The United Kingdom has fallen three places, to joint 27th, in a Freedom of the Press ‘league table’, now in its fifth year.
This year’s Reporters Without Borders Worldwide Press Freedom Index may have found no change among the most repressive regimes in the world, but it did find that a few “‘new countries’ have moved ahead of some Western democracies”.
Says the index authors: “Unfortunately, nothing has changed in the countries that are the worst predators of press freedom and journalists in North Korea, Eritrea, Turkmenistan, Cuba, Burma and China are still risking their life or imprisonment for trying to keep us informed. These situations are extremely serious and it is urgent that leaders of these countries accept criticism and stop routinely cracking down on the media so harshly.
But they add: “Each year new countries in less-developed parts of the world move up the index to positions above some European countries or the United States. This is good news and shows once again that, even though very poor, countries can be very observant of freedom of expression. Meanwhile, the steady erosion of press freedom in the United States, France and Japan is extremely alarming.”
Northern European countries once again come top of the Index, with no recorded censorship, threats, intimidation or physical reprisals in Finland, Ireland, Iceland and the Netherlands, which all share first place.
The United States (53rd) has fallen nine places since last year, after being in 17th position in the first year of the index, four years ago.
Continues the index of the US’s standing: “Relations between the media and the Bush administration sharply deteriorated after the president used the pretext of ‘national security’ to regard as suspicious any journalist who questioned his “war on terrorism. Freelance journalist and blogger, Josh Wolf, was imprisoned when he refused to hand over his video archives. Sudanese cameraman Sami al-Haj, who works for the pan-Arab broadcaster, Al-Jazeera, has been held without trial since June 2002 at the US military base at Guantanamo, and Associated Press photographer, Bilal Hussein, has been held by US authorities in Iraq since April this year.”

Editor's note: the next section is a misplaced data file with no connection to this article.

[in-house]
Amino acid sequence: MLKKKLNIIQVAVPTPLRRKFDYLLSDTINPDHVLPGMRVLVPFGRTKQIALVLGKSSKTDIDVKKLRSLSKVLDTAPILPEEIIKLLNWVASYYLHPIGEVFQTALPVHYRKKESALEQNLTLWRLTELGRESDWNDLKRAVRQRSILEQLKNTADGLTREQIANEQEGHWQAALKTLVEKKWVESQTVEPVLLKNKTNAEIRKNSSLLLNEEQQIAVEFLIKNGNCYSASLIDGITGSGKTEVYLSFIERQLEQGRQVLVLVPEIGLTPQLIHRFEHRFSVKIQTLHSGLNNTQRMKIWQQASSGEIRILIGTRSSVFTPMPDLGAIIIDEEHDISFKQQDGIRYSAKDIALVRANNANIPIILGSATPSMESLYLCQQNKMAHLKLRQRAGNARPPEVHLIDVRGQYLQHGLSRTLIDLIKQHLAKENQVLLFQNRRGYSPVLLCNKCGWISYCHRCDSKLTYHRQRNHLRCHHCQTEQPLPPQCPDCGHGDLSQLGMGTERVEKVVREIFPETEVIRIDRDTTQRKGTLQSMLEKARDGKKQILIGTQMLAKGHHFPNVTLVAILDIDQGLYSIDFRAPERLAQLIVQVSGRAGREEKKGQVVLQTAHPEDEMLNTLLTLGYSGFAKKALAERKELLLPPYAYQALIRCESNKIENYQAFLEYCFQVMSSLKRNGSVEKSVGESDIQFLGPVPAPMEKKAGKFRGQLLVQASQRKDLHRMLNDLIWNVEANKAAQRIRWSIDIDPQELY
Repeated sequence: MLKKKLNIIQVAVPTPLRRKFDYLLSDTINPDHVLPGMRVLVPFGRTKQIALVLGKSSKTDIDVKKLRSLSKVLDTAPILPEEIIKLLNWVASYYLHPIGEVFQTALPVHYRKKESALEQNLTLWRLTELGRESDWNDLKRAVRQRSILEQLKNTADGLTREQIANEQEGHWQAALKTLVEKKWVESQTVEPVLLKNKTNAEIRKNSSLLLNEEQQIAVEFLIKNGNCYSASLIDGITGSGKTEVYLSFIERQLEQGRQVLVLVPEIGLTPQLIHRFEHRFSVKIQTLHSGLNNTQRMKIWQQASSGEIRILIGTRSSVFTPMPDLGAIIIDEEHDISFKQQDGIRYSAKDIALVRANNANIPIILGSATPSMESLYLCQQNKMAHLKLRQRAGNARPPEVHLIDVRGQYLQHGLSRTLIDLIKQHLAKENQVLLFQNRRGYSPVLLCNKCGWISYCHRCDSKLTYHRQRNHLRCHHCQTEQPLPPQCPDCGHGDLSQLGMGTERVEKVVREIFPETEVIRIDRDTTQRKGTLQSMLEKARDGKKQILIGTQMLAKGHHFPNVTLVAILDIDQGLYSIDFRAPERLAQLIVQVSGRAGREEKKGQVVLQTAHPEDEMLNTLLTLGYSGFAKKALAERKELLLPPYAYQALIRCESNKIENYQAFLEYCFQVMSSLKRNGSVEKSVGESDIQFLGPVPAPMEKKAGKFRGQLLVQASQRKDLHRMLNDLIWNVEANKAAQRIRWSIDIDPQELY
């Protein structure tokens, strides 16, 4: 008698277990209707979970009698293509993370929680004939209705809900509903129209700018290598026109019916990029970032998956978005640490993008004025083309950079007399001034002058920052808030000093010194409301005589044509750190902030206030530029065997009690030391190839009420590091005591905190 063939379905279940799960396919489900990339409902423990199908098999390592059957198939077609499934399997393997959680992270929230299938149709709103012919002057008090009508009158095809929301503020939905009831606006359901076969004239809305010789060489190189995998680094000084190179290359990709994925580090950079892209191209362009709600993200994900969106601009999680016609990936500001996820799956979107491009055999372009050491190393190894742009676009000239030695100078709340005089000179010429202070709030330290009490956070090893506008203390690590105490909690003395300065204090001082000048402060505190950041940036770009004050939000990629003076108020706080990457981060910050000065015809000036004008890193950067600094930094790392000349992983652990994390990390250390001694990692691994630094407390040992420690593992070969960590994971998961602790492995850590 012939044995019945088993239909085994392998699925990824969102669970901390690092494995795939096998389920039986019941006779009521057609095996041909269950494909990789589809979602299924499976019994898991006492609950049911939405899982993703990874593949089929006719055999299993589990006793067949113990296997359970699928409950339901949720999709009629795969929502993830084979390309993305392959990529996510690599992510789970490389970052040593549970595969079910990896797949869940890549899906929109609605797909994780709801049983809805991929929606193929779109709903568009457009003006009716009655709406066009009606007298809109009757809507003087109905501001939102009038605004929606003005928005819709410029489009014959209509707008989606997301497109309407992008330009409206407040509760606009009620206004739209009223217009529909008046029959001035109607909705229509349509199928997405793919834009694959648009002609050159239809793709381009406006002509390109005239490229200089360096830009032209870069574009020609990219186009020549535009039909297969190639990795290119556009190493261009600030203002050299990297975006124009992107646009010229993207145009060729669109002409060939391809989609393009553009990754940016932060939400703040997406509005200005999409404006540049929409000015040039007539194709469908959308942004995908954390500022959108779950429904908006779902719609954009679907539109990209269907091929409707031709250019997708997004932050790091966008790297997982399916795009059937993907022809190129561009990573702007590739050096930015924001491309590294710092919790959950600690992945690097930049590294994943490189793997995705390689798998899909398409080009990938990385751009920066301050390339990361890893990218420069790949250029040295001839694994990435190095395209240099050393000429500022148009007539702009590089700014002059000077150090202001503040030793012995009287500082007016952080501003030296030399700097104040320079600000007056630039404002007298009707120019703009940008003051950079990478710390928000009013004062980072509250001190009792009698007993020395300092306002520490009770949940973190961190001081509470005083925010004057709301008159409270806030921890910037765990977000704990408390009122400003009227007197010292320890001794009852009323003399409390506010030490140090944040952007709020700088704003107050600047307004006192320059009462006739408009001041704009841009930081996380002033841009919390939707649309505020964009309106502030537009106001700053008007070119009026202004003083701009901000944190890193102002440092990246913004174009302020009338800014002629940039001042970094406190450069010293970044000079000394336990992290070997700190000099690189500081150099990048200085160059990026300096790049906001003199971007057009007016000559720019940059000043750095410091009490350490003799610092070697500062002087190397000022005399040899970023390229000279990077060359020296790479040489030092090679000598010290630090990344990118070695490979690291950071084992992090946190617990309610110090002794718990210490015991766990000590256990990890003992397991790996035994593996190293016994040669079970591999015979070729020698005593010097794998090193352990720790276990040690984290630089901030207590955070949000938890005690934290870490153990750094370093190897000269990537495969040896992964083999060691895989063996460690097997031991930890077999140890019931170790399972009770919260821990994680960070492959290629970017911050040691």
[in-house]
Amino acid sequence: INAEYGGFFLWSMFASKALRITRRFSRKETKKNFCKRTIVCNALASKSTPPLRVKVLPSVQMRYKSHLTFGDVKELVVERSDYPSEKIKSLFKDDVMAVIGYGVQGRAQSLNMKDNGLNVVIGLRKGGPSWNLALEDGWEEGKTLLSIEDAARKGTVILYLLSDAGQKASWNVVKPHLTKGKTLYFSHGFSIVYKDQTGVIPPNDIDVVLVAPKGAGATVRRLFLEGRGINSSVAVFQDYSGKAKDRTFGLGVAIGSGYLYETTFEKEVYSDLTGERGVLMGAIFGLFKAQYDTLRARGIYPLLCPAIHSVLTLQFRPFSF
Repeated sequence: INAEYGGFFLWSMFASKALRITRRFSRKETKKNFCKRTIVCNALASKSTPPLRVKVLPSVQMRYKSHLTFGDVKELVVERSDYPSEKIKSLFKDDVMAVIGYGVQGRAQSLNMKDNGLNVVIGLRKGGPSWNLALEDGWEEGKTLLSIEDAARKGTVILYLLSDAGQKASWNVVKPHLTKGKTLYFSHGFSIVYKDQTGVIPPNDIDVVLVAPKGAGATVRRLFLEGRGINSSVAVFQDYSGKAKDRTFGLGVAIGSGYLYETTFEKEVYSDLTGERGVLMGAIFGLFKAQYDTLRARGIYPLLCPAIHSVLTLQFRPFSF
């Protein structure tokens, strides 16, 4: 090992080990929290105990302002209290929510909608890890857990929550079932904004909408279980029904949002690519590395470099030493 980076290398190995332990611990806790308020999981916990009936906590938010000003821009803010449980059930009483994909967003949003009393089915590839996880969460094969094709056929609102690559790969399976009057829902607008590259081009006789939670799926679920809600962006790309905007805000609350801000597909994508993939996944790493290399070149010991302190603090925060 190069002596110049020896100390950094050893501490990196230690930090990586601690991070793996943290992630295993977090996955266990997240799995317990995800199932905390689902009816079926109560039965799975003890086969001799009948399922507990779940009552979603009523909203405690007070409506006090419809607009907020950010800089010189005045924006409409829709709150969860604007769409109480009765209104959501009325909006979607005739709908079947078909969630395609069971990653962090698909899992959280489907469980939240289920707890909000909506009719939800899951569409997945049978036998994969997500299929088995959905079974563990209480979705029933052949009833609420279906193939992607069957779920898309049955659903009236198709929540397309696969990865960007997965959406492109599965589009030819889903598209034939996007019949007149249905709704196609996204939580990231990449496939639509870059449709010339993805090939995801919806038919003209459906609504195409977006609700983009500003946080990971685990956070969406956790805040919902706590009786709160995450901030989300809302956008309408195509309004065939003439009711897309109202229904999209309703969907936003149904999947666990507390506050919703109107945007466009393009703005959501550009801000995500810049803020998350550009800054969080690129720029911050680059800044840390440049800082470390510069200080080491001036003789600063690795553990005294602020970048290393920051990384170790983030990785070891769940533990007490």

In France, there has been a recent increase in police searches of media offices, plus attacks on journalists during violent demonstrations in French city suburbs twelve months ago.
Denmark (19th) dropped from joint first place because of serious threats against the authors of the ‘Mohammed cartoons’, published there in autumn last year. For the first time in recent years, in a country that is considered very observant of civil liberties, journalists had to have police protection due to threats against them because of their work.
Yemen (149th) slipped four places, mainly because of the arrest of several journalists and closure of newspapers that reprinted the cartoons. Journalists were harassed for the same reason in Algeria (126th), Jordan (109th), Indonesia (103rd) and India (105th).
But except for Yemen and Saudi Arabia (161st), all the Arab peninsula countries considerably improved their rank. Kuwait (73rd) kept its place at the top of the group, just ahead of the United Arab Emirates (77th) and Qatar (80th).
And two countries moved into the index’s top 20 for the first time. Bolivia (16th) was best-placed among less-developed countries and during the year its journalists enjoyed the same level of freedom as colleagues in Canada or Austria. Bosnia-Herzegovina (19th) continued its gradual rise up the index since the end of the war in ex-Yugoslavia and is now placed above its European Union member-state neighbours, Greece (32nd) and Italy (40th).
5 Czech Republic
19 Bosnia and Herzegovina
Trinidad and Tobago
29 Costa Rica
31 South Korea
41 El Salvador
44 South Africa
45 Cape Verde
Serbia and Montenegro
52 Dominican Republic
United States of America
62 Central African Republic
70 Burkina Faso
United Arab Emirates